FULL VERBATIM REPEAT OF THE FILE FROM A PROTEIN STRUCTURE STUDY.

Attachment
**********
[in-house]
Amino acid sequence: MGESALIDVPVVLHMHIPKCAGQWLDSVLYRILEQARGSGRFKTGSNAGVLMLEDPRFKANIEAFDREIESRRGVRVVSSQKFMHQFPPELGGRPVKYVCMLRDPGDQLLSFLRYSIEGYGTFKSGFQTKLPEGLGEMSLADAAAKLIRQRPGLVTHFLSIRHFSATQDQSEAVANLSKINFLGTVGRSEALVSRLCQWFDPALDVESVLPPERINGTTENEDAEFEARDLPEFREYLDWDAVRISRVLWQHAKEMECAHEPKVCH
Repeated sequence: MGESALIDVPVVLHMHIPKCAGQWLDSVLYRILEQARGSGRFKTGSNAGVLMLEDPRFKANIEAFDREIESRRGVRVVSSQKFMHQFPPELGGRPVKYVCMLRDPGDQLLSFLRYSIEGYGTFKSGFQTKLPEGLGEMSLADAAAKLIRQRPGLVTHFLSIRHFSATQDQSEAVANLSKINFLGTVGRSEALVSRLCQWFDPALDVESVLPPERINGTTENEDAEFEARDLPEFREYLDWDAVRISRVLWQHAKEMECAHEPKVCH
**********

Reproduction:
[in-house]
Amino acid sequence: MGESALIDVPVVLHMHIPKCAGQWLDSVLYRILEQARGSGRFKTGSNAGVLMLEDPRFKANIEAFDREIESRRGVRVVSSQKFMHQFPPELGGRPVKYVCMLRDPGDQLLSFLRYSIEGYGTFKSGFQTKLPEGLGEMSLADAAAKLIRQRPGLVTHFLSIRHFSATQDQSEAVANLSKINFLGTVGRSEALVSRLCQWFDPALDVESVLPPERINGTTENEDAEFEARDLPEFREYLDWDAVRISRVLWQHAKEMECAHEPKVCH
Repeated sequence: MGESALIDVPVVLHMHIPKCAGQWLDSVLYRILEQARGSGRFKTGSNAGVLMLEDPRFKANIEAFDREIESRRGVRVVSSQKFMHQFPPELGGRPVKYVCMLRDPGDQLLSFLRYSIEGYGTFKSGFQTKLPEGLGEMSLADAAAKLIRQRPGLVTHFLSIRHFSATQDQSEAVANLSKINFLGTVGRSEALVSRLCQWFDPALDVESVLPPERINGTTENEDAEFEARDLPEFREYLDWDAVRISRVLWQHAKEMECAHEPKVCH